Tuesday, January 30, 2007

HAMSA Civil Rights contest supports civil rights in Middle East-North Africa

The Hands Across the Middle East Support Alliance, an organization that supports civil rights reformers and moderates in the Middle East-North Africa region, is holding its second annual student essay contest. Anyone under 25 in the Middle East (I'm assuming the Maghreb licit, too) or America can enter.

A winner from each region will receive $2,000, which is almost the cost of a round-trip ticket from Washington to Rabat. The rub is, the deadline's January 31st.

It's a noble idea, and hopefully just one sign that the HAMSA network is growing stronger. I submitted an essay last year and joined their email list. I'll also be submitting one this year. Join me. Winning would just be financially beneficial, it would bring the Western Sahara more attention that it gets.

Whether or not you submit, you should join the email list. It only comes out occasionally, and always includes links and information about activist meetings or civil rights violations in the Middle East. For example, HAMSA was a big supporter of Bahraini blogger Mahmood during his banning fiasco. Speaking of Mahmood, he's a judge in the essay contest.

Western Sahara fish oil finds its way to Norway

I'll hand it to those Norwegians--they know their Western Sahara. The latest Norway-Morocco fight is about Omega 3 fish oil, which is illegally finding its way from plundered Sahrawi fisheries to health-conscious Norwegians. Plus, it's written by classy guy Erik Hagen.

The article further underlines the region's potential wealth. If Morocco would invest some of the money it gets from the region in infrastructure, it wouldn't be able to make a case against Western Sahara's economic viability.

Busy week, but I'll give you a hint: there's some Jacob Mundy. Until then, why not check out People-Mover, the blog for Houston and the people who love it? It's written by Alex, who got a shout-out before on One Hump but squandered it.

As long as I have a big picture of Omega 3 fish oil to reach to the end of, I'm also writing for Vox Populi, the blog end of the newspaper I write here at Georgetown. This post was dynamite.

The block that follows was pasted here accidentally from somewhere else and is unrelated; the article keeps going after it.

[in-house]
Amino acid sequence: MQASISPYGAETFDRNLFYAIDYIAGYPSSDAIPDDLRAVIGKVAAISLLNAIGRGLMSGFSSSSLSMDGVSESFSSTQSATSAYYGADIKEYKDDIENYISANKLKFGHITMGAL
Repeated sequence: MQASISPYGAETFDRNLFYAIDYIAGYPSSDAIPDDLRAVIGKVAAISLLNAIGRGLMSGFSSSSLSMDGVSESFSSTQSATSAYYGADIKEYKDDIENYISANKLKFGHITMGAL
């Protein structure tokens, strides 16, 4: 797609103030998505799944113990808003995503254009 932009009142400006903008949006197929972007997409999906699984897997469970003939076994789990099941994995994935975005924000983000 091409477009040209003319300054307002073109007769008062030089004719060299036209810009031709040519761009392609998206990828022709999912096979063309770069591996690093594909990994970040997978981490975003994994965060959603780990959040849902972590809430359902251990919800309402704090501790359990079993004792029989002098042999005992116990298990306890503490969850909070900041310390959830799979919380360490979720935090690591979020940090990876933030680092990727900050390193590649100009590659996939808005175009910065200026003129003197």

Thursday, January 25, 2007

Sahrawis hassled at World Social Forum

So much for Sahrawis taking a much-needed vacation in the Kenyan sun. According to a letter signed by several Sahrawi organizations, a workshop at the World Social Forum about the Western Sahara was disrupted by Moroccan demonstrators.

The letter says, "a group of Moroccans violated the Saharawi workshop, provoking a fight with the moderator, Mr. Fernando Peraita, Member of the Task Force and hindering his attempts to bring order back". Unable to continue their workshop, the Sahrawis requested the Forum's organizers send an official representative to discourage further Moroccan disruption.

As with all things, it's important to be careful about disinformation from either side, including your own. Still, I think the Sahrawis are telling the truth. Several organizations signed the letter, and ARSO linked to it. Moreover, I've heard of other Western Sahara meetings that have been threatened by Moroccan agitators.

The Moroccans at the World Social Forum had a right to say how they felt about the Western Sahara even if the similar rights of Sahrawis are denied inside the territory. Neither side, though, should be allowed to use violence or disruptive activities to silence its opposition.

Monday, January 22, 2007

Western Sahara on the agenda at World Social Forum

The World Social Forum is meeting in Nairobi, Kenya this week, and Western Saharan decolonization is part of the Forum's focus on Africa.

The World Social Forum is held every year to present an alternative view of the world from that presented concurrently in Davos, Switzerland, by the World Economic Forum. Besides having an important function in world politics and economics, the World Social Forum sounds like a ridiculous good time because every group except multinational corporations and the World Bank sends a delegation. In a blog post on the Forum that I can't find anymore, a guy wrote about hanging out with people from all over the world, including Sahrawis who said he could drop by "their occupied territory" anytime.

There's a nice article on the World Social Forum and the Western Sahara on Indybay, written by T. Rose (of Western Sahara listserv fame).